Government drives home the message of `tough, but fair rules’
22nd April 2010: Asylum-seekers will not be able to drive vehicles, until they get refugee status.
The changes announced by the government prohibit asylum seekers and some immigrants from even applying for a British driving licence.
The changes are expected to go a long way in preventing asylum seekers and short-stay immigrants from acting as unlicensed cab drivers, while awaiting decision on their case.
The brakes applied the government are applicable to any economic migrant or student not been granted permission to stay for more than six months. The violators face fine for driving unqualified and driving unlicenced cabs.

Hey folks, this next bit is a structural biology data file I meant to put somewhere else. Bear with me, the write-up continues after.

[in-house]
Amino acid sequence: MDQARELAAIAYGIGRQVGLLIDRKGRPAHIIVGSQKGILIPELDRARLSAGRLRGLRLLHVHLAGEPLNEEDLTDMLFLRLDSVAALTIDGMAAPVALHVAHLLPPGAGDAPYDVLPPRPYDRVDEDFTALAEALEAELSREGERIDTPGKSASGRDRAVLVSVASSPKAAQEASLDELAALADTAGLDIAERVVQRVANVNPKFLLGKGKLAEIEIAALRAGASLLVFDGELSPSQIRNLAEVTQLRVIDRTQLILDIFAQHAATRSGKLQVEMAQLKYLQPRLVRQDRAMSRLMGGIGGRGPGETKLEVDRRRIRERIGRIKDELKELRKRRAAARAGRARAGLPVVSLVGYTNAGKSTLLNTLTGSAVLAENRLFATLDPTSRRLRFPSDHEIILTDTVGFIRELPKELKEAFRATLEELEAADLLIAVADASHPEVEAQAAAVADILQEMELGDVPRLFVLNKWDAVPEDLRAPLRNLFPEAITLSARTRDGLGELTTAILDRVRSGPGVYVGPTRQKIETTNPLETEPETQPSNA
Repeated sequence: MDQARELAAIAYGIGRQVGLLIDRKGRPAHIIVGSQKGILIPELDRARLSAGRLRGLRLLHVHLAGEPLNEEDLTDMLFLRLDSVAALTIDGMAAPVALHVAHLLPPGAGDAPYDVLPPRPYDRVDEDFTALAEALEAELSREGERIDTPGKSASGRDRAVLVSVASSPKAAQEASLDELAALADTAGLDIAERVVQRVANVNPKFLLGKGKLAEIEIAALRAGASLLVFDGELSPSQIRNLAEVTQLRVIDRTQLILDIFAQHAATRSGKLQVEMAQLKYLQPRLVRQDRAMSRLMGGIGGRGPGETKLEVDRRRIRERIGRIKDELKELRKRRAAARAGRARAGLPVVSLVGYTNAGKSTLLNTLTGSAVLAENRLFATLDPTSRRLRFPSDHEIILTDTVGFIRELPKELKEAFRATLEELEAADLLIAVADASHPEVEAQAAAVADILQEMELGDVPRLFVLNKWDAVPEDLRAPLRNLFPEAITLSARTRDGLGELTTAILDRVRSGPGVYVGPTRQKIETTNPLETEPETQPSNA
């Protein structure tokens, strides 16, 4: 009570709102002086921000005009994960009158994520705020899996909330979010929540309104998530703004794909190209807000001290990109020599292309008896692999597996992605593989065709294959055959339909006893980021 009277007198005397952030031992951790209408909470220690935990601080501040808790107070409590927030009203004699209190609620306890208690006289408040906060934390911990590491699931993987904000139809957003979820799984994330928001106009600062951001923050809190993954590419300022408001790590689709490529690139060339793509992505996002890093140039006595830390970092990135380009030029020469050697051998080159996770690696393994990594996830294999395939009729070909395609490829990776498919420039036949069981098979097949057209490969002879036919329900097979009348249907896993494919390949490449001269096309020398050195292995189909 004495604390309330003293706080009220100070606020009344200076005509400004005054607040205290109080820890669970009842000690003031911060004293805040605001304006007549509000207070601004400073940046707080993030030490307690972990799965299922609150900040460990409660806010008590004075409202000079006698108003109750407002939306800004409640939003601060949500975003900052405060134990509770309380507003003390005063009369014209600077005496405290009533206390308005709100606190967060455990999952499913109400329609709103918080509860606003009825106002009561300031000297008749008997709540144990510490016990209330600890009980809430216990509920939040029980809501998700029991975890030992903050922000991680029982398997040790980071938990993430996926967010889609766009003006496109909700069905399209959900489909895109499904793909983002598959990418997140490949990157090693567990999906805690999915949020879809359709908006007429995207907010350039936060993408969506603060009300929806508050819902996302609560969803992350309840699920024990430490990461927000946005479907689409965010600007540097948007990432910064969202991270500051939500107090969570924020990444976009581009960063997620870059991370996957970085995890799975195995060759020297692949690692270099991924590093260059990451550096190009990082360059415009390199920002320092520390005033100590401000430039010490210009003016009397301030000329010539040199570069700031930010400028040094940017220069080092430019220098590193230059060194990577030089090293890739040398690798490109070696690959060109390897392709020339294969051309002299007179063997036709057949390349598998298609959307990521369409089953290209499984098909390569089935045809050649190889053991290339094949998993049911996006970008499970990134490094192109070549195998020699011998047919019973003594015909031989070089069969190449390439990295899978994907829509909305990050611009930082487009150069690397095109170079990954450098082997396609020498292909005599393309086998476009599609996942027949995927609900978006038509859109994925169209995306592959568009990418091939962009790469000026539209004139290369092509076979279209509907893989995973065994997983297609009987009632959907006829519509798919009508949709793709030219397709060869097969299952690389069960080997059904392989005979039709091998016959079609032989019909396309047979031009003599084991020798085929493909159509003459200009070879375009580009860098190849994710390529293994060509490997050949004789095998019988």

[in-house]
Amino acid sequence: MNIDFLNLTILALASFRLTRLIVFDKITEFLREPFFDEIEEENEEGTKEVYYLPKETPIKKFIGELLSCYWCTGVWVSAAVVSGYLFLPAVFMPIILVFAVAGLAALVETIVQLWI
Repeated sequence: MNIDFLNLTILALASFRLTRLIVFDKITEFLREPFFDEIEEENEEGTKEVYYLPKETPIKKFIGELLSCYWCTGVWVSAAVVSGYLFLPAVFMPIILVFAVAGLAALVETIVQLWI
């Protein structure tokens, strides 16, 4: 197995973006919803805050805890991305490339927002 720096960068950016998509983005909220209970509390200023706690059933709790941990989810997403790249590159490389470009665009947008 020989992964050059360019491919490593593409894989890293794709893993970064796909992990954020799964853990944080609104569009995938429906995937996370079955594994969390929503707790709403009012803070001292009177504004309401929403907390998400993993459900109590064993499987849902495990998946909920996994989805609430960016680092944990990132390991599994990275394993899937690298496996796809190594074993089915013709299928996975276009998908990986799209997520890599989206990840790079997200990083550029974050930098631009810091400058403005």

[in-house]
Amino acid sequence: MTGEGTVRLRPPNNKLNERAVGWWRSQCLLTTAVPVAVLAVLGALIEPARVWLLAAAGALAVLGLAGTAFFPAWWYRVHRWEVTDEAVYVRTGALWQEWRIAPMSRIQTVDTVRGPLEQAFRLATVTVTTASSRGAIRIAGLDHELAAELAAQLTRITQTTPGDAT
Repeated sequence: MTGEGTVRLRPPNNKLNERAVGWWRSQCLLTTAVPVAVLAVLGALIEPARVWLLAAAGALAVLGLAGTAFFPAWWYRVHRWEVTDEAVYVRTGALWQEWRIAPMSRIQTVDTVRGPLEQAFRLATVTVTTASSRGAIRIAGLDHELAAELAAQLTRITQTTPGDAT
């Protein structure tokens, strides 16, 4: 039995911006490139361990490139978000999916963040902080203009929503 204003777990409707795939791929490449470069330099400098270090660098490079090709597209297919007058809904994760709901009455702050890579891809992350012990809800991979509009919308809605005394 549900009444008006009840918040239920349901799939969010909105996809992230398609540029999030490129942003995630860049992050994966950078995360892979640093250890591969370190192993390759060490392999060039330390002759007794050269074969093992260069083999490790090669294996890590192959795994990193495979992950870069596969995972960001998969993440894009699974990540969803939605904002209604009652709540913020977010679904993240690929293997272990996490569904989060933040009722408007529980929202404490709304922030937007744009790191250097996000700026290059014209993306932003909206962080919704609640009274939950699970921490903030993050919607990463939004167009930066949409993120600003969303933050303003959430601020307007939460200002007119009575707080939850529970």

Elaborating, Immigration Minister Phil Woolas said: “This is another example of us applying tough but fair rules to people seeking to live in our country.
“This will make our streets safer. Too many migrants think they can earn a living on the road while their cases are being considered.
“As a result we have seen unsafe, unregistered cabs with inexperienced drivers.”
Until now, anybody who had entered Britain legally was allowed to apply for a driving licence and take a test.
The UK government has already halted the process of granting driving licence to failed asylum seekers, given temporary leave to remain in the UK.
The changes, which were agreed by the Department for Transport and Home Office, apply to anyone not been given permission to remain in Britain for more than 185 days.
Paul Clark, the roads minister, says those with undecided status, or without leave, should not be seeking to establish the benefits of ordinary settled life in the UK, including access to driving licences.